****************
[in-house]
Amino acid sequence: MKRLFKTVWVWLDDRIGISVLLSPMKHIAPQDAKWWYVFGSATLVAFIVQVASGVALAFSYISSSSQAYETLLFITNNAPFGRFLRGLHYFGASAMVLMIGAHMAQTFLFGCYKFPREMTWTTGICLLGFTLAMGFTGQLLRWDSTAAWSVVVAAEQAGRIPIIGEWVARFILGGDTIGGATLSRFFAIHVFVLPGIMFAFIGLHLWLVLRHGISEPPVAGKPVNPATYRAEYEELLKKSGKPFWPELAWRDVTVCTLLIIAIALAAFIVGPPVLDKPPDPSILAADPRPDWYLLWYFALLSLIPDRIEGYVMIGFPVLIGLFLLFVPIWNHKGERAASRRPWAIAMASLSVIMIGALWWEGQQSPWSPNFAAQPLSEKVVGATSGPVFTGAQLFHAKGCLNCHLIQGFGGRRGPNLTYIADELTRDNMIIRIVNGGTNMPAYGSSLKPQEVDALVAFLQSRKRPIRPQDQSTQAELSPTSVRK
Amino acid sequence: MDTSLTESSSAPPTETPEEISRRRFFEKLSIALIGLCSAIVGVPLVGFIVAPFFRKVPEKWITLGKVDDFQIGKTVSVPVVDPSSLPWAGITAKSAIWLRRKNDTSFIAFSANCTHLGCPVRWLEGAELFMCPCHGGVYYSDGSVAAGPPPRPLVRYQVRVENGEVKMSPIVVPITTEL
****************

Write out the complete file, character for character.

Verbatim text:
[in-house]
Amino acid sequence: MKRLFKTVWVWLDDRIGISVLLSPMKHIAPQDAKWWYVFGSATLVAFIVQVASGVALAFSYISSSSQAYETLLFITNNAPFGRFLRGLHYFGASAMVLMIGAHMAQTFLFGCYKFPREMTWTTGICLLGFTLAMGFTGQLLRWDSTAAWSVVVAAEQAGRIPIIGEWVARFILGGDTIGGATLSRFFAIHVFVLPGIMFAFIGLHLWLVLRHGISEPPVAGKPVNPATYRAEYEELLKKSGKPFWPELAWRDVTVCTLLIIAIALAAFIVGPPVLDKPPDPSILAADPRPDWYLLWYFALLSLIPDRIEGYVMIGFPVLIGLFLLFVPIWNHKGERAASRRPWAIAMASLSVIMIGALWWEGQQSPWSPNFAAQPLSEKVVGATSGPVFTGAQLFHAKGCLNCHLIQGFGGRRGPNLTYIADELTRDNMIIRIVNGGTNMPAYGSSLKPQEVDALVAFLQSRKRPIRPQDQSTQAELSPTSVRK
Amino acid sequence: MDTSLTESSSAPPTETPEEISRRRFFEKLSIALIGLCSAIVGVPLVGFIVAPFFRKVPEKWITLGKVDDFQIGKTVSVPVVDPSSLPWAGITAKSAIWLRRKNDTSFIAFSANCTHLGCPVRWLEGAELFMCPCHGGVYYSDGSVAAGPPPRPLVRYQVRVENGEVKMSPIVVPITTEL